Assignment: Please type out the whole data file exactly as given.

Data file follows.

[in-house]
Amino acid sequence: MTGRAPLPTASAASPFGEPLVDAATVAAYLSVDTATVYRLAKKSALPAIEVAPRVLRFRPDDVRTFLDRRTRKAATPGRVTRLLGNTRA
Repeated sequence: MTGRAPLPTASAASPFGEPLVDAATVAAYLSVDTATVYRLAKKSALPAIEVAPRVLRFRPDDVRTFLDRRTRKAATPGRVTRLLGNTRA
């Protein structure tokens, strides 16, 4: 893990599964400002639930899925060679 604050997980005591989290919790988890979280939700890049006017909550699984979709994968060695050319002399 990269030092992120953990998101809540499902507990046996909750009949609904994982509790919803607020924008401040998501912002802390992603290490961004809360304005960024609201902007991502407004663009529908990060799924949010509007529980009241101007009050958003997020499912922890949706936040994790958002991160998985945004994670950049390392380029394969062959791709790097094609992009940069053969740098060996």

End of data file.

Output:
[in-house]
Amino acid sequence: MTGRAPLPTASAASPFGEPLVDAATVAAYLSVDTATVYRLAKKSALPAIEVAPRVLRFRPDDVRTFLDRRTRKAATPGRVTRLLGNTRA
Repeated sequence: MTGRAPLPTASAASPFGEPLVDAATVAAYLSVDTATVYRLAKKSALPAIEVAPRVLRFRPDDVRTFLDRRTRKAATPGRVTRLLGNTRA
């Protein structure tokens, strides 16, 4: 893990599964400002639930899925060679 604050997980005591989290919790988890979280939700890049006017909550699984979709994968060695050319002399 990269030092992120953990998101809540499902507990046996909750009949609904994982509790919803607020924008401040998501912002802390992603290490961004809360304005960024609201902007991502407004663009529908990060799924949010509007529980009241101007009050958003997020499912922890949706936040994790958002991160998985945004994670950049390392380029394969062959791709790097094609992009940069053969740098060996």